Among U.S. airlines flying to Canada, United – which benefits from a commercial alliance with Air Canada – is the largest, accounting for 376 flights this week on 24 routes. Delta, which is awaiting approval of a joint venture with Westjet, is next with 346 flights on 21 routes.
American Airlines, which once owned 25% of Canadian Airlines International, has the third-largest Canadian presence, operating 294 flights on 19 routes.
“The Open Skies agreement between the U.S. and Canada was a landmark treaty, as Canada was one of the early countries to share the vision of a modern commercial aviation market,” said Bob Wirick, Managing Director, International Government Affairs for American Airlines. “We congratulate both governments on this milestone, recognizing their foresight in establishing a framework that has allowed air carriers like American to grow our reach and provide service that our customers value.”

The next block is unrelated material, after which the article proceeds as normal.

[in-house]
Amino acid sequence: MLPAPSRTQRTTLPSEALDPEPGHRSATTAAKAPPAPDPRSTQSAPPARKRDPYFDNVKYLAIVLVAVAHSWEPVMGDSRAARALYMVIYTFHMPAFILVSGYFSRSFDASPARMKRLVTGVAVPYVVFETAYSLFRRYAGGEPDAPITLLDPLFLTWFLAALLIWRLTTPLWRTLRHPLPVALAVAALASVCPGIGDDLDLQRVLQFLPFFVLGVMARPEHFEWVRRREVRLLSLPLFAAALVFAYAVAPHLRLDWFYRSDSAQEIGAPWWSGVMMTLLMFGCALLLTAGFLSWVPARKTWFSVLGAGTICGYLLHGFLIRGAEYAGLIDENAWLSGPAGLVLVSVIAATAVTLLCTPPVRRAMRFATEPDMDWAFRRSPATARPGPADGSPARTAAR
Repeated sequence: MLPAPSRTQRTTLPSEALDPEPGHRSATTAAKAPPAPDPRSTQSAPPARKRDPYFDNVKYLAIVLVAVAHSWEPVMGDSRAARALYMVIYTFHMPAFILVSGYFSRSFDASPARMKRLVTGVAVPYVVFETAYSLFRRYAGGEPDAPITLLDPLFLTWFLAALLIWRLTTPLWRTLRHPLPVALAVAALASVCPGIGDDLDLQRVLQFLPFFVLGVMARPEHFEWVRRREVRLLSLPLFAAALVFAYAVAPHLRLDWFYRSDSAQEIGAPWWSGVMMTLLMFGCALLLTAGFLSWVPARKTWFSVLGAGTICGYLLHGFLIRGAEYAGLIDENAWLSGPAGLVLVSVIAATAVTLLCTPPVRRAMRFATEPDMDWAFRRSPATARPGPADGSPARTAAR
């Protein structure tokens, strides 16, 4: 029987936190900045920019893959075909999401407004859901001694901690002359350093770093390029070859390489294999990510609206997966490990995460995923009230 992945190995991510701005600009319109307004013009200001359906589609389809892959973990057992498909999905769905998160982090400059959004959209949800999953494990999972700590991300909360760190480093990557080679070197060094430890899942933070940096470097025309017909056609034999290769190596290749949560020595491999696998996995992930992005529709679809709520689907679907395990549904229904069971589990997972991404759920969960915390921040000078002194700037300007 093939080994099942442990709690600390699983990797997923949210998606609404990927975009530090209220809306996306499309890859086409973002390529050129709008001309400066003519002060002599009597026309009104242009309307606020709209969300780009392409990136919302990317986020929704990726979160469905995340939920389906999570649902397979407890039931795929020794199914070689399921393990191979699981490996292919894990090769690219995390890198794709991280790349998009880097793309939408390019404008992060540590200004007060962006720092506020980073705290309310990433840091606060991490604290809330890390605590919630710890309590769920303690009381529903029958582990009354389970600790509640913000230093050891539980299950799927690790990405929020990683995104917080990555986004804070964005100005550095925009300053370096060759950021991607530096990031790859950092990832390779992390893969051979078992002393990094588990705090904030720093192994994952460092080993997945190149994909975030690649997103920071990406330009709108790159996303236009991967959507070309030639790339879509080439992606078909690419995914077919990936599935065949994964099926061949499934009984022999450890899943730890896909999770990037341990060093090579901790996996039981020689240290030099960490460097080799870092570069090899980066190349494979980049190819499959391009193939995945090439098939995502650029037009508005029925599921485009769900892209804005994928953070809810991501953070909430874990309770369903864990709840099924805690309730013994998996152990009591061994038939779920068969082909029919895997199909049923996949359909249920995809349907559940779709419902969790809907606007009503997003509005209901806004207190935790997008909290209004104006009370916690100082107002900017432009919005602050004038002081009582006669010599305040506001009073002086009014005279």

BELOW: A map compiled by WAN shows transborder routes between Canada and the United States on February 20, 2020. Click on the map to manipulate data and see routes and destinations by airline
In Canada, 17 cities have non-stop flights to the U.S., while 57 American cities have service to Canada. Not surprisingly, much of the traffic comes from the heavily populated regions of Southern Ontario.
“Ontario continued to be the largest market in 2018 with 40.7% of all reported scheduled air passenger traffic between Canada and the United States flowing in and out of the province,” said Statistics Canada in a report on transborder traffic issued last month. “British Columbia accounted for 20.9% of all reported transborder traffic, followed by Quebec and Alberta with 15.4% and 15.3%, respectively.”